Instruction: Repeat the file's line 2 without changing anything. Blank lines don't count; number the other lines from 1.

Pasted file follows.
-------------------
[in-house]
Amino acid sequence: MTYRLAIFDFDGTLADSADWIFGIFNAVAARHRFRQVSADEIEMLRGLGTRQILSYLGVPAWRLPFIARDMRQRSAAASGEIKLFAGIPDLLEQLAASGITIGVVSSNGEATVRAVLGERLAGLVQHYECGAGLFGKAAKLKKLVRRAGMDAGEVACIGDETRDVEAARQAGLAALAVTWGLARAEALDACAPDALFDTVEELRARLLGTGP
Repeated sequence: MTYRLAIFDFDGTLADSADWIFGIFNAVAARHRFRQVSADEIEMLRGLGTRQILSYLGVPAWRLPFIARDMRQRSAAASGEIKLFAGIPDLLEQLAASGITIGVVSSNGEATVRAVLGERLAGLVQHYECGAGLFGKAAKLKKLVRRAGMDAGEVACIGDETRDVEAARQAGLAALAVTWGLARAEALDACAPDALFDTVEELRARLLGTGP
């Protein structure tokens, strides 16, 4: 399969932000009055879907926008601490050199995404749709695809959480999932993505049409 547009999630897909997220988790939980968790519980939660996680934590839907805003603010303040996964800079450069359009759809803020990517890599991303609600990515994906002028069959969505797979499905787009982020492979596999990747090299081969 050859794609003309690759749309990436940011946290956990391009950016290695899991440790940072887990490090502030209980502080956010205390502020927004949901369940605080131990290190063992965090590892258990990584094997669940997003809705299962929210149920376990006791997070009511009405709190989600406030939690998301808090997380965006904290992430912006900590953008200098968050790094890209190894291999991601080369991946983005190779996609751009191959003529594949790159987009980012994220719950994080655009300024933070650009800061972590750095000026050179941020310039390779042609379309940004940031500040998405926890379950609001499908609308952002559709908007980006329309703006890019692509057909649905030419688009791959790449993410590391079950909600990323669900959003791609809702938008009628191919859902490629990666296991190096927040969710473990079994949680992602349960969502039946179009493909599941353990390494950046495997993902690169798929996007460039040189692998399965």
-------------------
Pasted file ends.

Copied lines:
Amino acid sequence: MTYRLAIFDFDGTLADSADWIFGIFNAVAARHRFRQVSADEIEMLRGLGTRQILSYLGVPAWRLPFIARDMRQRSAAASGEIKLFAGIPDLLEQLAASGITIGVVSSNGEATVRAVLGERLAGLVQHYECGAGLFGKAAKLKKLVRRAGMDAGEVACIGDETRDVEAARQAGLAALAVTWGLARAEALDACAPDALFDTVEELRARLLGTGP